Five aggravating factors were found: prior
disciplinary offenses, dishonest or selfish motive,
pattern of misconduct, multiple offenses, and
bad-faith obstruction of disciplinary proceed-
ings by intentionally failing to comply with rules
or orders of the disciplinary agency.
One mitigating factor was found: remorse.
ARIZONA ATTORNEY MAGAZINE
Contact the State Bar’s Ethics Hotline at (602) 340-7284.
So you’ve decided to call it quits and wrap up your law practice. Before you turn out the office
lights for the last time, there are a few things you need to keep in mind.
First and most important, you need to inform your clients. Your decision to retire obviously
impacts the representation; therefore, you must inform the client pursuant to ER 1. 4.
Furthermore, when you terminate any representation, you must take reasonable steps to protect the client’s interests. See ER 1. 16(d). This may mean notifying your client well in advance
of your intentions, filing motions to continue those looming evidentiary hearings, filing
motions to withdraw on matters pending before the court, or assisting your client in finding
Once you have withdrawn from the representation, you must refund any unearned fees to
the client. To do this, you must perform a “look-back” over the case to determine what you
have earned. How you calculate this will, of course, be affected by your fee agreement with the
client and how much work was performed, along with all the factors set forth in ER 1. 5(a).
Next, determine what to do with those files. It may be as simple as forwarding the file to
substitute counsel or to the client. Like everything else, you must discuss this with the client.
And discuss with your former clients what to do about their individual closed files. You also
may consider keeping copies of the files to protect yourself from possible malpractice claims
or Bar complaints.
If you decide to sell your practice pursuant to ER 1. 17, be sure to comply with the requirements of that rule.
First, you must cease to engage in the private practice of law altogether or in the area of
practice that has been sold. See ER 1. 17(a). Second, you may sell all or part of your practice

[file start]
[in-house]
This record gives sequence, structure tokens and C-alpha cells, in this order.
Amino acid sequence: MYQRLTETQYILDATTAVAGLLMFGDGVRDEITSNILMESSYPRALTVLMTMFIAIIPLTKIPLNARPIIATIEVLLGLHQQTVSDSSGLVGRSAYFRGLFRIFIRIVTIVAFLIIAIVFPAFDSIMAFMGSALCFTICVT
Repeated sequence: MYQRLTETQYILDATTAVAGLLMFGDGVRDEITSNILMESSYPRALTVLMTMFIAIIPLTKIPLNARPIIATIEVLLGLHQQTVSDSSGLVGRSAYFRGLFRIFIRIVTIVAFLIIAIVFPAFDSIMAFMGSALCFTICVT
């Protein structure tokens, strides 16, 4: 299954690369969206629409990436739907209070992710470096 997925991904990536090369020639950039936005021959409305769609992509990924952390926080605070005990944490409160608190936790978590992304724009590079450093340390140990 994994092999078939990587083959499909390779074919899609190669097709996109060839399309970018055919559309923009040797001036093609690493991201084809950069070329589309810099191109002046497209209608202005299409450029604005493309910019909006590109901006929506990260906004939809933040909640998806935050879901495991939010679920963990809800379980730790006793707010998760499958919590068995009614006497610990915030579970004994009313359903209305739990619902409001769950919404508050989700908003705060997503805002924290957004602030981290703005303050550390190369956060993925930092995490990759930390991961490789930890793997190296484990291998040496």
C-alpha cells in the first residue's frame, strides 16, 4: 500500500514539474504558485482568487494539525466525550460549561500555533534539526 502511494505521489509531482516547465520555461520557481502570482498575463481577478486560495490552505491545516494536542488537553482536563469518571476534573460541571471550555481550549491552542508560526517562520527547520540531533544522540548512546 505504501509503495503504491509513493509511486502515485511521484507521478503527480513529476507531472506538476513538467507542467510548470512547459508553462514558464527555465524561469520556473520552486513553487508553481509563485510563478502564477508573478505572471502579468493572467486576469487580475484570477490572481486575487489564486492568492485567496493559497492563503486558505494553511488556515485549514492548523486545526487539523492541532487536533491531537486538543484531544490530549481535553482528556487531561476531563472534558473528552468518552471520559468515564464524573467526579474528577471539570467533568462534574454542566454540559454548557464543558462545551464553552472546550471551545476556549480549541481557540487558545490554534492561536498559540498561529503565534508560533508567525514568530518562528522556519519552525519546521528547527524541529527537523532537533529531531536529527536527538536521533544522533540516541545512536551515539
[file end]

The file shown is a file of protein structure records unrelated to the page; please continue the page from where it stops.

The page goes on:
only to another lawyer or lawyers. See ER 1. 17(b). Last, you must give written notice to each
of your clients regarding the sale, the client’s right to retain different counsel, and that the
client’s consent to the transfer will be presumed if he or she does not take any action within
90 days of receipt of your notice. See ER 1. 17(c).
Last, notify the State Bar of your new address. Rule 32(c)( 3), ARIZ.R.S.CT., requires all
members to notify the State Bar of any address changes within 30 days of the effective date.
You also may wish to change your membership status to “inactive” or “retired” depending
on your circumstances.
The decision to close your practice is not an easy one. But you can get through it with
some forethought and work. Don’t forget about the State Bar’s Law Office Management
Assistance Program (LOMAP) at (602) 340-7313. LOMAP has a specially designed packet
and checklist on this topic.
Wrapping Up a Law Practice
Bar Counsel Insider provides practical and important information to State Bar
members about ethics and the disciplinary process.
BAR COUNSEL INSIDER
HONORS & AWARDS
and click on the Member-to-Member
Referral Guide button
In March, three Arizona attorneys received the
2010 Judge Learned Hand Awards, presented by the Arizona Chapter of the American
Jewish Committee: E. G. “Ted” Noyes, Jr., a
former judge and prosecutor, received the
Public Service Award; Debra A. Hill, a litigator with Osborn Maledon, received the
Community Service Award; and Keri Lazarus
Silvyn, who practices zoning and land use planning with Lewis and Roca, received the
Emerging Leadership Award.
Thomas A. Gilson, a partner at Lewis and
Roca, was named a Fellow of the American Bar